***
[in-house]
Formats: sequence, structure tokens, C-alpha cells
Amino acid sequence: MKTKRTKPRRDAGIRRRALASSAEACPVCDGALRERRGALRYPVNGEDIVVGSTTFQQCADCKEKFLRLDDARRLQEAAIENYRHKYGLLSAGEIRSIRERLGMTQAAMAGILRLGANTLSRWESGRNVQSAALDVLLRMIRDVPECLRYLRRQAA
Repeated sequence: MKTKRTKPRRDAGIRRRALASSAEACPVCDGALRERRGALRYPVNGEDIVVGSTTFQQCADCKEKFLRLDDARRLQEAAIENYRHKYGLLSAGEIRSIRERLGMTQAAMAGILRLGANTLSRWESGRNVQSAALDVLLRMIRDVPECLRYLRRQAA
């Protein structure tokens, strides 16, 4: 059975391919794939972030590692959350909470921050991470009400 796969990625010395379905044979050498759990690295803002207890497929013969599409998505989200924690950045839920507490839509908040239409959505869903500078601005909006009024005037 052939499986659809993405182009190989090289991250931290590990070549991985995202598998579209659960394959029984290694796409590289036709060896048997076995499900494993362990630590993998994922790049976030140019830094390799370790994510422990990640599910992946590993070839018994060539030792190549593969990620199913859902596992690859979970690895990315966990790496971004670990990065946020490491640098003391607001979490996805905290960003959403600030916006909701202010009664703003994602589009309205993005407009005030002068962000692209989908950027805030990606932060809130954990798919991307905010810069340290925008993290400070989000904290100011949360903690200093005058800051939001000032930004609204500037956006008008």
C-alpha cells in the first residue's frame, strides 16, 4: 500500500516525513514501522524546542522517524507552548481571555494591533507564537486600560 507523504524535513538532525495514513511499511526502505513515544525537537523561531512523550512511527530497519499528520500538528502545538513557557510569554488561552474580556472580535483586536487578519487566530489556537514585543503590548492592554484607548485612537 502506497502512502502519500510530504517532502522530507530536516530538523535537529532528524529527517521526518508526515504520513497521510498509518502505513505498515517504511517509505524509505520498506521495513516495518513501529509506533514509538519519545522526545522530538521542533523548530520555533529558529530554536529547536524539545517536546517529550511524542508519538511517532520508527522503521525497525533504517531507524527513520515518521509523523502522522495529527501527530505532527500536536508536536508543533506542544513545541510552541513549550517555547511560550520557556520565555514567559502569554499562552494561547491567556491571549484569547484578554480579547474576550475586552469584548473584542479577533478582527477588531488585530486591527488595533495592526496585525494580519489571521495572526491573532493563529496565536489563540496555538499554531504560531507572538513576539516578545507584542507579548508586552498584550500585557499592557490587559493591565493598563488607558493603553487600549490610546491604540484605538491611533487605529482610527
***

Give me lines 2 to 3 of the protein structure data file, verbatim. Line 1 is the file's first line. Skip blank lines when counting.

Formats: sequence, structure tokens, C-alpha cells
Amino acid sequence: MKTKRTKPRRDAGIRRRALASSAEACPVCDGALRERRGALRYPVNGEDIVVGSTTFQQCADCKEKFLRLDDARRLQEAAIENYRHKYGLLSAGEIRSIRERLGMTQAAMAGILRLGANTLSRWESGRNVQSAALDVLLRMIRDVPECLRYLRRQAA